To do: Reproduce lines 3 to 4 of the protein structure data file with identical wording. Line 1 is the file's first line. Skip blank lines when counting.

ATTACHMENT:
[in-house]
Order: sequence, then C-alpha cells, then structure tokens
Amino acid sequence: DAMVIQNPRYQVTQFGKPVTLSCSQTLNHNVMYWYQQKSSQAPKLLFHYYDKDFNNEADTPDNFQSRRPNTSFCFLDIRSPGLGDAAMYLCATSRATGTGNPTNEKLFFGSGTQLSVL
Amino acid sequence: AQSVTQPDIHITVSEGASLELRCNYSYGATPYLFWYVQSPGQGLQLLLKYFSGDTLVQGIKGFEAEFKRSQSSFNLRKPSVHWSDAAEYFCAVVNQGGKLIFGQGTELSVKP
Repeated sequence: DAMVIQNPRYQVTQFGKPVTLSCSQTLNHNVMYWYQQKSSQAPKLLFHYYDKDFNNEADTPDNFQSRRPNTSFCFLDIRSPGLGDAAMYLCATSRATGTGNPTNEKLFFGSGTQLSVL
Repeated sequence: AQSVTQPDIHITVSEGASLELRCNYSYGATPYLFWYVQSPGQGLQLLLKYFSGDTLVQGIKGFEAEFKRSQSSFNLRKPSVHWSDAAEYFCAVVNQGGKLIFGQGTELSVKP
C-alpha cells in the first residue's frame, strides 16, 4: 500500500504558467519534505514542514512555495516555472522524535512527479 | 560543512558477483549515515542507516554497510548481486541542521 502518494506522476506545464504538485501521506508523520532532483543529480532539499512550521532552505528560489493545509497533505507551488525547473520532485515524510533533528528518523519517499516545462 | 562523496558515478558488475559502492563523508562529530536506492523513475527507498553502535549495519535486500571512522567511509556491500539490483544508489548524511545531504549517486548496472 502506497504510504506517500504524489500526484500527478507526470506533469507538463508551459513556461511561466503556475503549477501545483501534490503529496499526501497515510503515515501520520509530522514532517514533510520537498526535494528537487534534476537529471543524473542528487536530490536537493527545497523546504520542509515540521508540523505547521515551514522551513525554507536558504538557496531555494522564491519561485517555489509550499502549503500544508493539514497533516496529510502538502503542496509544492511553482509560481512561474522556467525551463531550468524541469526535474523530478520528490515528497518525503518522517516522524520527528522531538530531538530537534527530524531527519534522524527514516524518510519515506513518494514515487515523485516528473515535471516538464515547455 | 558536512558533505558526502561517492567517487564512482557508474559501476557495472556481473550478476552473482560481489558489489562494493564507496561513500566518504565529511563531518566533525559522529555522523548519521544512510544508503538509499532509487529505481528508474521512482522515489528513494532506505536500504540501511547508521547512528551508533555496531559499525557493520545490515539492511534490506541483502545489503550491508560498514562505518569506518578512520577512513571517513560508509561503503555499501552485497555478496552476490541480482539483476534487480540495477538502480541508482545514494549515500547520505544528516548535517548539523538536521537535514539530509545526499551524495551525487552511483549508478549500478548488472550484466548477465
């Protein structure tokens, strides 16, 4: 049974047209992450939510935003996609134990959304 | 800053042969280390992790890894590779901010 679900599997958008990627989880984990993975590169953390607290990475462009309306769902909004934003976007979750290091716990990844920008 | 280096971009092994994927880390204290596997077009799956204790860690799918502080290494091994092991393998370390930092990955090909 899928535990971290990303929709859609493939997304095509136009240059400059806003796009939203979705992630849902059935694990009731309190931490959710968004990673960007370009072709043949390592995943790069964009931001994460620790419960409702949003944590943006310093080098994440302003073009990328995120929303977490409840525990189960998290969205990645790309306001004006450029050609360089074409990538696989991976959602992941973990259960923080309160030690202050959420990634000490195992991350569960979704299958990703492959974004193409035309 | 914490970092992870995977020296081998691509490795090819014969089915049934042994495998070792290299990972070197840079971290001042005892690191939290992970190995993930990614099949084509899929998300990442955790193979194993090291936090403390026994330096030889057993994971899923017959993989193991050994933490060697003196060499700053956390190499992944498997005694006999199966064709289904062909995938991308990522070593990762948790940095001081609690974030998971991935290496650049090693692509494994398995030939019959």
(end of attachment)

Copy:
Amino acid sequence: DAMVIQNPRYQVTQFGKPVTLSCSQTLNHNVMYWYQQKSSQAPKLLFHYYDKDFNNEADTPDNFQSRRPNTSFCFLDIRSPGLGDAAMYLCATSRATGTGNPTNEKLFFGSGTQLSVL
Amino acid sequence: AQSVTQPDIHITVSEGASLELRCNYSYGATPYLFWYVQSPGQGLQLLLKYFSGDTLVQGIKGFEAEFKRSQSSFNLRKPSVHWSDAAEYFCAVVNQGGKLIFGQGTELSVKP